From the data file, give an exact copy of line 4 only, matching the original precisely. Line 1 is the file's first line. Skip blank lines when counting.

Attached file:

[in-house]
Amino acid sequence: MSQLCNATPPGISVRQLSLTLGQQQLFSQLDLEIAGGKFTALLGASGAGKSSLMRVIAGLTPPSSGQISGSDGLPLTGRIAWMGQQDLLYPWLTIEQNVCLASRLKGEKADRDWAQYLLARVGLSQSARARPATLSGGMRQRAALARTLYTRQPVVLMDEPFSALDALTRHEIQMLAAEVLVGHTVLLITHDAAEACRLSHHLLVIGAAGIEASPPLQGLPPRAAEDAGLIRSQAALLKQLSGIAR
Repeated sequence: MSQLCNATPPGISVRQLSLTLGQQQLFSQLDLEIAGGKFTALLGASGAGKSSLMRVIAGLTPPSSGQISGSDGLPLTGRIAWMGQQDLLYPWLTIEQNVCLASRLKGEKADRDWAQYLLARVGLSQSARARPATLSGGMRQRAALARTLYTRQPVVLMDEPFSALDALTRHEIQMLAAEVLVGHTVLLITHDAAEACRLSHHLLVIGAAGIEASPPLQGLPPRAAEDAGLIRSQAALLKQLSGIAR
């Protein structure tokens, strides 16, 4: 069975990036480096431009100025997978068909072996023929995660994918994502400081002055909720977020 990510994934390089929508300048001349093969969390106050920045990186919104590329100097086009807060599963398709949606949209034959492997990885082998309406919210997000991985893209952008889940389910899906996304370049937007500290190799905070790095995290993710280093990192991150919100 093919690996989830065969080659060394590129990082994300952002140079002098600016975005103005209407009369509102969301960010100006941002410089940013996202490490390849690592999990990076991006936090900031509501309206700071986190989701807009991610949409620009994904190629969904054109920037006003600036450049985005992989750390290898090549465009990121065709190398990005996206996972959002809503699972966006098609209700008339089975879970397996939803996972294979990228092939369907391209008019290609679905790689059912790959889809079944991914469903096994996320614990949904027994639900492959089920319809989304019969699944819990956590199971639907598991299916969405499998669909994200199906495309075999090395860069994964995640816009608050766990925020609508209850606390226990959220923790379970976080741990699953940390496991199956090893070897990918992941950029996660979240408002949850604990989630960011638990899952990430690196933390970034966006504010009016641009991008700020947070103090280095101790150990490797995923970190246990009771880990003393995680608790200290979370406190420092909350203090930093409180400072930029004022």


């Protein structure tokens, strides 16, 4: 069975990036480096431009100025997978068909072996023929995660994918994502400081002055909720977020 990510994934390089929508300048001349093969969390106050920045990186919104590329100097086009807060599963398709949606949209034959492997990885082998309406919210997000991985893209952008889940389910899906996304370049937007500290190799905070790095995290993710280093990192991150919100 093919690996989830065969080659060394590129990082994300952002140079002098600016975005103005209407009369509102969301960010100006941002410089940013996202490490390849690592999990990076991006936090900031509501309206700071986190989701807009991610949409620009994904190629969904054109920037006003600036450049985005992989750390290898090549465009990121065709190398990005996206996972959002809503699972966006098609209700008339089975879970397996939803996972294979990228092939369907391209008019290609679905790689059912790959889809079944991914469903096994996320614990949904027994639900492959089920319809989304019969699944819990956590199971639907598991299916969405499998669909994200199906495309075999090395860069994964995640816009608050766990925020609508209850606390226990959220923790379970976080741990699953940390496991199956090893070897990918992941950029996660979240408002949850604990989630960011638990899952990430690196933390970034966006504010009016641009991008700020947070103090280095101790150990490797995923970190246990009771880990003393995680608790200290979370406190420092909350203090930093409180400072930029004022």